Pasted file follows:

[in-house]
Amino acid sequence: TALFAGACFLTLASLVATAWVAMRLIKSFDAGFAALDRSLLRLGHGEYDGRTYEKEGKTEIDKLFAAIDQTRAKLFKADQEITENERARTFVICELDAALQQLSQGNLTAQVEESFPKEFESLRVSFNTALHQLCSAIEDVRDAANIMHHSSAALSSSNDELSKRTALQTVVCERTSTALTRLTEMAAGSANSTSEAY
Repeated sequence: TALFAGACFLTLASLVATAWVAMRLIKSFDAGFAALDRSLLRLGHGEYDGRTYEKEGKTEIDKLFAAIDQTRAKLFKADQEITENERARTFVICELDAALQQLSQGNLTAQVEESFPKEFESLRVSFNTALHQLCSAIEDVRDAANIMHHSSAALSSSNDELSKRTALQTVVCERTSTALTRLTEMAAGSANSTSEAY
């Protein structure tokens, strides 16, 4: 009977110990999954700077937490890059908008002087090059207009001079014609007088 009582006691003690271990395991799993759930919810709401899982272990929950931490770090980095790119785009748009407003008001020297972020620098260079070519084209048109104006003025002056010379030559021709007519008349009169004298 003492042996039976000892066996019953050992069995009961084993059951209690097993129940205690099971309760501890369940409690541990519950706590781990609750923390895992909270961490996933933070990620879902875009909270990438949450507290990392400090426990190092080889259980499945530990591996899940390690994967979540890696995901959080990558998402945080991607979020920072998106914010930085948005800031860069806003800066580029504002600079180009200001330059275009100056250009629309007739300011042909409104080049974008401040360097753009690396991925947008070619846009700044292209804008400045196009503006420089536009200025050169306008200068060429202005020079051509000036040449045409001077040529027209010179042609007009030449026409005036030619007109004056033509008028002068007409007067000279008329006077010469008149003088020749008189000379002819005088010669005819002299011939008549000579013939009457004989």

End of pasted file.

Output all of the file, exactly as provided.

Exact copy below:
[in-house]
Amino acid sequence: TALFAGACFLTLASLVATAWVAMRLIKSFDAGFAALDRSLLRLGHGEYDGRTYEKEGKTEIDKLFAAIDQTRAKLFKADQEITENERARTFVICELDAALQQLSQGNLTAQVEESFPKEFESLRVSFNTALHQLCSAIEDVRDAANIMHHSSAALSSSNDELSKRTALQTVVCERTSTALTRLTEMAAGSANSTSEAY
Repeated sequence: TALFAGACFLTLASLVATAWVAMRLIKSFDAGFAALDRSLLRLGHGEYDGRTYEKEGKTEIDKLFAAIDQTRAKLFKADQEITENERARTFVICELDAALQQLSQGNLTAQVEESFPKEFESLRVSFNTALHQLCSAIEDVRDAANIMHHSSAALSSSNDELSKRTALQTVVCERTSTALTRLTEMAAGSANSTSEAY
């Protein structure tokens, strides 16, 4: 009977110990999954700077937490890059908008002087090059207009001079014609007088 009582006691003690271990395991799993759930919810709401899982272990929950931490770090980095790119785009748009407003008001020297972020620098260079070519084209048109104006003025002056010379030559021709007519008349009169004298 003492042996039976000892066996019953050992069995009961084993059951209690097993129940205690099971309760501890369940409690541990519950706590781990609750923390895992909270961490996933933070990620879902875009909270990438949450507290990392400090426990190092080889259980499945530990591996899940390690994967979540890696995901959080990558998402945080991607979020920072998106914010930085948005800031860069806003800066580029504002600079180009200001330059275009100056250009629309007739300011042909409104080049974008401040360097753009690396991925947008070619846009700044292209804008400045196009503006420089536009200025050169306008200068060429202005020079051509000036040449045409001077040529027209010179042609007009030449026409005036030619007109004056033509008028002068007409007067000279008329006077010469008149003088020749008189000379002819005088010669005819002299011939008549000579013939009457004989």